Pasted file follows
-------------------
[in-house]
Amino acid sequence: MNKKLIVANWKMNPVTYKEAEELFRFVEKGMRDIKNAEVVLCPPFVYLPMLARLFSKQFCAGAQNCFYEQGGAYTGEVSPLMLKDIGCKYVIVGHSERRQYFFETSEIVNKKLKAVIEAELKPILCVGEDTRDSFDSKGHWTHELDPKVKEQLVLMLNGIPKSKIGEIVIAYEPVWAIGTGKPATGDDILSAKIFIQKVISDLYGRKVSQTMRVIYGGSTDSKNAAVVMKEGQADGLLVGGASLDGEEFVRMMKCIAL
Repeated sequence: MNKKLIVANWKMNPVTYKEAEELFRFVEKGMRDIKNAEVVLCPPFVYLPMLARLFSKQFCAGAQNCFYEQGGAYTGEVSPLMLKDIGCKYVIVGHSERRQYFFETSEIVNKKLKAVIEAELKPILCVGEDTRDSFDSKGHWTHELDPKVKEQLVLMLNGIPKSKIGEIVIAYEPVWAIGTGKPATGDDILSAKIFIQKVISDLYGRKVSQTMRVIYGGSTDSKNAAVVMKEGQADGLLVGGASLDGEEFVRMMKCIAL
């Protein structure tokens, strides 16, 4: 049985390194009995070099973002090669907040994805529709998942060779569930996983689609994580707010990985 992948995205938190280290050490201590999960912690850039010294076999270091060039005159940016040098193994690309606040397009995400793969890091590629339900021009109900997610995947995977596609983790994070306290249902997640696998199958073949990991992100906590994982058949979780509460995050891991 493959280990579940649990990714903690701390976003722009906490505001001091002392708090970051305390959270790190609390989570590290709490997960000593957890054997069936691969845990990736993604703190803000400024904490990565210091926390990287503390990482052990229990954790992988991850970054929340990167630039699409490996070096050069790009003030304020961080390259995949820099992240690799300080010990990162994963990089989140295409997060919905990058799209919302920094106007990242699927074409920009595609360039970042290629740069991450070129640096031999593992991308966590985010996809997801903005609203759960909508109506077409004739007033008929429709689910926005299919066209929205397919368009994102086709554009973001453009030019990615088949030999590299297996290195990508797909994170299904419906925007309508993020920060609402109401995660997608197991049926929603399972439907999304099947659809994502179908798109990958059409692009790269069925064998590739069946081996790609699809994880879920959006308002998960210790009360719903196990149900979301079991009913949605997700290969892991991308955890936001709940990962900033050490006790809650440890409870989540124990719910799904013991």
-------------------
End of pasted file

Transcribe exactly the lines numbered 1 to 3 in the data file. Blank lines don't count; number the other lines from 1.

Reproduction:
[in-house]
Amino acid sequence: MNKKLIVANWKMNPVTYKEAEELFRFVEKGMRDIKNAEVVLCPPFVYLPMLARLFSKQFCAGAQNCFYEQGGAYTGEVSPLMLKDIGCKYVIVGHSERRQYFFETSEIVNKKLKAVIEAELKPILCVGEDTRDSFDSKGHWTHELDPKVKEQLVLMLNGIPKSKIGEIVIAYEPVWAIGTGKPATGDDILSAKIFIQKVISDLYGRKVSQTMRVIYGGSTDSKNAAVVMKEGQADGLLVGGASLDGEEFVRMMKCIAL
Repeated sequence: MNKKLIVANWKMNPVTYKEAEELFRFVEKGMRDIKNAEVVLCPPFVYLPMLARLFSKQFCAGAQNCFYEQGGAYTGEVSPLMLKDIGCKYVIVGHSERRQYFFETSEIVNKKLKAVIEAELKPILCVGEDTRDSFDSKGHWTHELDPKVKEQLVLMLNGIPKSKIGEIVIAYEPVWAIGTGKPATGDDILSAKIFIQKVISDLYGRKVSQTMRVIYGGSTDSKNAAVVMKEGQADGLLVGGASLDGEEFVRMMKCIAL